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  • Elise Hickey

The Trouble with Trials in Domestic Staffing: Balancing Expectations and Realities 

Updated: Feb 26

By Elise Hickey: 10/9/23 

Trials or probationary periods are a growing practice in the world of domestic staffing. For some, they serve as a pivotal step in the hiring process. While they allow both employer and potential employee to evaluate their compatibility, these trials often come with their own set of challenges and complications. 

Finding the right personnel for your home, a place with distinct customs and routines, is crucial. However, a common challenge in domestic staffing trials is managing expectations. Employers often anticipate quick adaptation from new staff, but realistically, seamless integration into a unique household environment typically requires more time and effort. 

Have you ever tried to cook a meal in someone else’s home? How many drawers and cupboards did you needlessly open before you found what you were looking for? Did you feel inept? Frustrated? Did these added steps mean that you were not qualified to cook a wonderful meal? Absolutely not. It only shows that one man’s kitchen organization is not necessarily the same as everyone else’s. I prefer to store my colanders to the right of my kitchen sink, but my sister prefers to store hers across the kitchen next to the fridge. Both systems work well, but when I’m at her house, it takes me longer to complete simple tasks because “things aren’t where I expect them to be.” In some cases, we may just need to ask, “Hey! Where is the colander?” Seems simple, right? But if I’m working a two-week trial, my questions might add up.  

A Maid Sweeping by Henry Meynell Rheam (1859-1920)
A Maid Sweeping by Henry Meynell Rheam (1859-1920)

I once worked a three-day trial for a family in New York City. Three days – that’s how long I had to “show ‘em what I got!” New town, new home, new co-workers, new religious practices. It was a Kosher home - with two kitchens, two ovens, two refrigerators, two dishwashers, two sets of kitchen linens and pots & pans–and TWO colanders to find! My head buffered - slowly- all day long. The staff was fast and efficient, as was the expectation of the principal. I was capable, willing, and eager, but I was not fast–yet. It took me twice as long to complete each task because I didn’t know where anything was, and the house was so large that I walked the wrong way down one hall after another until I found my way to where I was supposed to be – yesterday. The staff shook their heads. They mumbled as I fumbled. But the culture in the home did not allow for me to ask questions; there was no time for that. I was not trained or on-boarded. It was a trial, and they were “trying me out,” but I showed up in my work clothes and a metaphoric blindfold. They removed the blindfold as soon as I entered the house, and we were off. It was a terrible experience for me. They actually offered me the job, but I declined it, and they were angry. It was an unpleasant experience for all of us and likely not a true depiction of who we all were.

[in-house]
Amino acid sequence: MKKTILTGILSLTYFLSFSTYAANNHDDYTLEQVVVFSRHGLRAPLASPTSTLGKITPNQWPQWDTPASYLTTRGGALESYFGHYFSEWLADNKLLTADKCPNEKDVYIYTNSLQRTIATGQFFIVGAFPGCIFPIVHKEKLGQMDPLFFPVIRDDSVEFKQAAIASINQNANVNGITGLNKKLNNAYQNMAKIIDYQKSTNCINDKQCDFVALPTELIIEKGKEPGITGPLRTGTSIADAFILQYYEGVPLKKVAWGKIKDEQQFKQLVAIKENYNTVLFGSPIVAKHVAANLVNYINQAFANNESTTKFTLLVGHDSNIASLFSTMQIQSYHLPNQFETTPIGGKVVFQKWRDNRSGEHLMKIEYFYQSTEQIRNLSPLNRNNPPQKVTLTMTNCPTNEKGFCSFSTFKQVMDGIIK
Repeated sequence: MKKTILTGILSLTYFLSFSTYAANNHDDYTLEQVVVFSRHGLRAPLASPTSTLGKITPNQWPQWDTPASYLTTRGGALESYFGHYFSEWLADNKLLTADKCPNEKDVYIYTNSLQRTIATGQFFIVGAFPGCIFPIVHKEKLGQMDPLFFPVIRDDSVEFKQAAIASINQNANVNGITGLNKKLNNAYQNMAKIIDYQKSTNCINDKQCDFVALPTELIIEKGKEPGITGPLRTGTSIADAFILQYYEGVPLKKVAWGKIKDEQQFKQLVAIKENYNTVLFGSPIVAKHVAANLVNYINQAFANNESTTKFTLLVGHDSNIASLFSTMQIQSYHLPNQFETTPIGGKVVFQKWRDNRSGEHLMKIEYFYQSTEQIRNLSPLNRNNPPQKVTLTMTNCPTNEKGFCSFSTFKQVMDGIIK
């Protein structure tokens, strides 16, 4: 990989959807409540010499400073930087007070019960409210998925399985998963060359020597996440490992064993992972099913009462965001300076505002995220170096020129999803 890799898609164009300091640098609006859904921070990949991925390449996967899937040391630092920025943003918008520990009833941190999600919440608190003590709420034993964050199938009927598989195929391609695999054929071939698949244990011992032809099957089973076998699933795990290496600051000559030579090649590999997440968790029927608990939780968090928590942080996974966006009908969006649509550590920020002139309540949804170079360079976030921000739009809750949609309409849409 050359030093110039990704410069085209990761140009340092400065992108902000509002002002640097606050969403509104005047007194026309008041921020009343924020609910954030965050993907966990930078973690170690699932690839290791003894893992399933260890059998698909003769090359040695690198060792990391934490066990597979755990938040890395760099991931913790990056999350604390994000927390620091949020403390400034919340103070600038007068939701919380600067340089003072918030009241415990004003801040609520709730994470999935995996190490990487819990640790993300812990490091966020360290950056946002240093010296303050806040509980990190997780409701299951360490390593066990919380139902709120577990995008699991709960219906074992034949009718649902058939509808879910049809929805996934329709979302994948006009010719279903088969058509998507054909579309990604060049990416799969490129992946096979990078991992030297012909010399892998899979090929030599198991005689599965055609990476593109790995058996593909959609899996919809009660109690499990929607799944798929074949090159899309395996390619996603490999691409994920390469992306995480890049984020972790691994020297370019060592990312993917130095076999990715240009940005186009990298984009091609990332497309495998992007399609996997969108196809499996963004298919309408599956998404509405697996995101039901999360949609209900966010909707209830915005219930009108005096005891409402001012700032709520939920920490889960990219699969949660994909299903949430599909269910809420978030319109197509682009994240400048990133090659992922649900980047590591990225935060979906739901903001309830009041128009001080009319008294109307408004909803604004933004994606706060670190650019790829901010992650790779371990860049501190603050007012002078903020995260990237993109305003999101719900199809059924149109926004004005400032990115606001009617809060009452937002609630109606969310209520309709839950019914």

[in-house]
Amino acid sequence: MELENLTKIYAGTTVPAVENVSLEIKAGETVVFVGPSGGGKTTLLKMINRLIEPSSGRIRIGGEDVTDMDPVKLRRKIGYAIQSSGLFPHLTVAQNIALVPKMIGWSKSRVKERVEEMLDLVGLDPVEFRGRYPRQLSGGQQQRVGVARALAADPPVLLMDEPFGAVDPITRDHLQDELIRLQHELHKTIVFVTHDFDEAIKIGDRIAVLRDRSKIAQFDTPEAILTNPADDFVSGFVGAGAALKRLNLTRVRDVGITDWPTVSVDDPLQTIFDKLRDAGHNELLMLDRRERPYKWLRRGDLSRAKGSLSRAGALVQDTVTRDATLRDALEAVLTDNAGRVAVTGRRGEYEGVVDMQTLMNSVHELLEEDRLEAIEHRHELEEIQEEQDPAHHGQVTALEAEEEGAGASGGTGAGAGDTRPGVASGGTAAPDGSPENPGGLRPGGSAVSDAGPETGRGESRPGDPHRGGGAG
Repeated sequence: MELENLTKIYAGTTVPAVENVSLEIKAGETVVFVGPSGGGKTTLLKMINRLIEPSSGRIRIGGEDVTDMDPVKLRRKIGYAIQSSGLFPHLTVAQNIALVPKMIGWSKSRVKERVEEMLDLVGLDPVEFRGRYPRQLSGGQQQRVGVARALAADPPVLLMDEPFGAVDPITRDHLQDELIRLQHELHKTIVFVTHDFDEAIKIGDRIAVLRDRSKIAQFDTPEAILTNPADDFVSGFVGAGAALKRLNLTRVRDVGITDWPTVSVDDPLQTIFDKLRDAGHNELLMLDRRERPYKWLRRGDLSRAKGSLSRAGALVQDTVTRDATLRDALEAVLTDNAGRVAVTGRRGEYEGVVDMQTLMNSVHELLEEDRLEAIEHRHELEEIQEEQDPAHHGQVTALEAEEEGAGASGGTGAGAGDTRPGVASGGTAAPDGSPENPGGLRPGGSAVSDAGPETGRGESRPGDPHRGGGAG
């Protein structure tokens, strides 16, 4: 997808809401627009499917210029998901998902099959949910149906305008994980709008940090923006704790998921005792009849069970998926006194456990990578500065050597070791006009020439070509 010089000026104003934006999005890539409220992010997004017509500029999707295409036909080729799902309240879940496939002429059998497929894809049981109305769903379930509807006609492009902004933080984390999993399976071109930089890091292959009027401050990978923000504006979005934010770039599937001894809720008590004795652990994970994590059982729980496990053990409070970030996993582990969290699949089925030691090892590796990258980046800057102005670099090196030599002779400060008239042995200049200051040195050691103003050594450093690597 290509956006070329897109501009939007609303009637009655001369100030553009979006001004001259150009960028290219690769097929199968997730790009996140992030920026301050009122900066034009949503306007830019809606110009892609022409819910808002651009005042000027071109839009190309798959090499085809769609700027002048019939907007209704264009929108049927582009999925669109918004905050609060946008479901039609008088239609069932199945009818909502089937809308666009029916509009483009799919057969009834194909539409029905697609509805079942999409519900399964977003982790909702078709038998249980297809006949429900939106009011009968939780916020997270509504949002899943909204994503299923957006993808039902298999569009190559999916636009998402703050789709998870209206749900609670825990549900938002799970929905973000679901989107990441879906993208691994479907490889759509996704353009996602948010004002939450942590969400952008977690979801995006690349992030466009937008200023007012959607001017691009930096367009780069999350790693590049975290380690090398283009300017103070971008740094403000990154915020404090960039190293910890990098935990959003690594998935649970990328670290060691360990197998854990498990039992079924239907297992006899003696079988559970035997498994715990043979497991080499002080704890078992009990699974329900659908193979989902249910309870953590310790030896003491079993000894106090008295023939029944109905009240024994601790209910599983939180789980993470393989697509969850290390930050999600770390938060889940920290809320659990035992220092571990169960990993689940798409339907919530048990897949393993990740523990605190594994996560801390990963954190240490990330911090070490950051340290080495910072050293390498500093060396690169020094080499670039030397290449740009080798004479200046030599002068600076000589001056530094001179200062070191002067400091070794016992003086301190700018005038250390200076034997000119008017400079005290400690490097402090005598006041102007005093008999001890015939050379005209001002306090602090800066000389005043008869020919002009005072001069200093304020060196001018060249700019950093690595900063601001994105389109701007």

Conversely, when I was an estate manager in Newport and hired new staff, I spent days with them. I showed them HOW we did EVERYTHING. We unmade and remade beds (if no one was staying there). We set the breakfast table with real food, then after a quick breakfast, we cleaned up. If we needed to clean things that were already clean, so that I could teach them my expectations, we did it. We did everything together, and then, when I was confident that they were confident, I set them free, and they succeeded.  

I understand the principle of a working trial, but if that trial is not executed correctly, it only provides a limited snapshot of a candidate's abilities and suitability for a domestic staffing role. In fact, in many cases, the full range of tasks and responsibilities of the job may not even be covered during the trial period which only leads to potential surprises or disappointment down the line. 

To navigate these challenges, employers and job seekers should prioritize open communication, clear expectations, and realistic time frames and tasks. If you have taken the time to find a qualified candidate who you are willing to take into your home on a trial basis, why not take a few extra steps to set them up for success? If they feel confident, they can shine. If they are allowed to take risks like asking questions, you may find that your trial is worth the full subscription.  


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